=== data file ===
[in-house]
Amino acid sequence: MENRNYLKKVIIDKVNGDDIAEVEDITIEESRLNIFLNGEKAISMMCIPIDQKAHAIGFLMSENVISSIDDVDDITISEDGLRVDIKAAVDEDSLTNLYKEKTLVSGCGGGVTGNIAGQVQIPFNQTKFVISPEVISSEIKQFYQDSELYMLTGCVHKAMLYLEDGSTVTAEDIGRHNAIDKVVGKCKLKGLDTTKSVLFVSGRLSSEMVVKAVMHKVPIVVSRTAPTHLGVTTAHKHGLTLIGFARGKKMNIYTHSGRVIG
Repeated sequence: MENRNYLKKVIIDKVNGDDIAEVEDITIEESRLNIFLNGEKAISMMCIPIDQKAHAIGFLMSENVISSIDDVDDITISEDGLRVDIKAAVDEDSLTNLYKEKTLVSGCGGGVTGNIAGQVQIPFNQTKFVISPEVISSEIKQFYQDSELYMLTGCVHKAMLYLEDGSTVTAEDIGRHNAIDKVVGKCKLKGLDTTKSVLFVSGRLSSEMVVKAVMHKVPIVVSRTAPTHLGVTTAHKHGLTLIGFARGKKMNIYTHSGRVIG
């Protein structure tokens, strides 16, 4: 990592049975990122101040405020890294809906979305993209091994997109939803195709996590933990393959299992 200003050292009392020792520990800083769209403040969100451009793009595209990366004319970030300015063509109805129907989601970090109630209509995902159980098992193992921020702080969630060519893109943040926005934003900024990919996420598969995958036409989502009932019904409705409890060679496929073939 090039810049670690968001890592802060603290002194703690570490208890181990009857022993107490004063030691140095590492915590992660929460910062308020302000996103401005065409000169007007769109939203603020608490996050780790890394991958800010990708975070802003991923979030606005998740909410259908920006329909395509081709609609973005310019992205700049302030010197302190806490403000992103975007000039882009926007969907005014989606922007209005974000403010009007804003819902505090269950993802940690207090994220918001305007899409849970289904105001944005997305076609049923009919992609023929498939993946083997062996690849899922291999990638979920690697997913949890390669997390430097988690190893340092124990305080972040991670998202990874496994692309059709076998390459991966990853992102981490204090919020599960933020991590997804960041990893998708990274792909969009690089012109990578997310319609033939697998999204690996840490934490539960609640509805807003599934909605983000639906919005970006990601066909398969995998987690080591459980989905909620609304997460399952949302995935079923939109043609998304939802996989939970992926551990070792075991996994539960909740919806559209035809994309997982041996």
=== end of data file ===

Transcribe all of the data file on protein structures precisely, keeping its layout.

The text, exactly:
[in-house]
Amino acid sequence: MENRNYLKKVIIDKVNGDDIAEVEDITIEESRLNIFLNGEKAISMMCIPIDQKAHAIGFLMSENVISSIDDVDDITISEDGLRVDIKAAVDEDSLTNLYKEKTLVSGCGGGVTGNIAGQVQIPFNQTKFVISPEVISSEIKQFYQDSELYMLTGCVHKAMLYLEDGSTVTAEDIGRHNAIDKVVGKCKLKGLDTTKSVLFVSGRLSSEMVVKAVMHKVPIVVSRTAPTHLGVTTAHKHGLTLIGFARGKKMNIYTHSGRVIG
Repeated sequence: MENRNYLKKVIIDKVNGDDIAEVEDITIEESRLNIFLNGEKAISMMCIPIDQKAHAIGFLMSENVISSIDDVDDITISEDGLRVDIKAAVDEDSLTNLYKEKTLVSGCGGGVTGNIAGQVQIPFNQTKFVISPEVISSEIKQFYQDSELYMLTGCVHKAMLYLEDGSTVTAEDIGRHNAIDKVVGKCKLKGLDTTKSVLFVSGRLSSEMVVKAVMHKVPIVVSRTAPTHLGVTTAHKHGLTLIGFARGKKMNIYTHSGRVIG
């Protein structure tokens, strides 16, 4: 990592049975990122101040405020890294809906979305993209091994997109939803195709996590933990393959299992 200003050292009392020792520990800083769209403040969100451009793009595209990366004319970030300015063509109805129907989601970090109630209509995902159980098992193992921020702080969630060519893109943040926005934003900024990919996420598969995958036409989502009932019904409705409890060679496929073939 090039810049670690968001890592802060603290002194703690570490208890181990009857022993107490004063030691140095590492915590992660929460910062308020302000996103401005065409000169007007769109939203603020608490996050780790890394991958800010990708975070802003991923979030606005998740909410259908920006329909395509081709609609973005310019992205700049302030010197302190806490403000992103975007000039882009926007969907005014989606922007209005974000403010009007804003819902505090269950993802940690207090994220918001305007899409849970289904105001944005997305076609049923009919992609023929498939993946083997062996690849899922291999990638979920690697997913949890390669997390430097988690190893340092124990305080972040991670998202990874496994692309059709076998390459991966990853992102981490204090919020599960933020991590997804960041990893998708990274792909969009690089012109990578997310319609033939697998999204690996840490934490539960609640509805807003599934909605983000639906919005970006990601066909398969995998987690080591459980989905909620609304997460399952949302995935079923939109043609998304939802996989939970992926551990070792075991996994539960909740919806559209035809994309997982041996």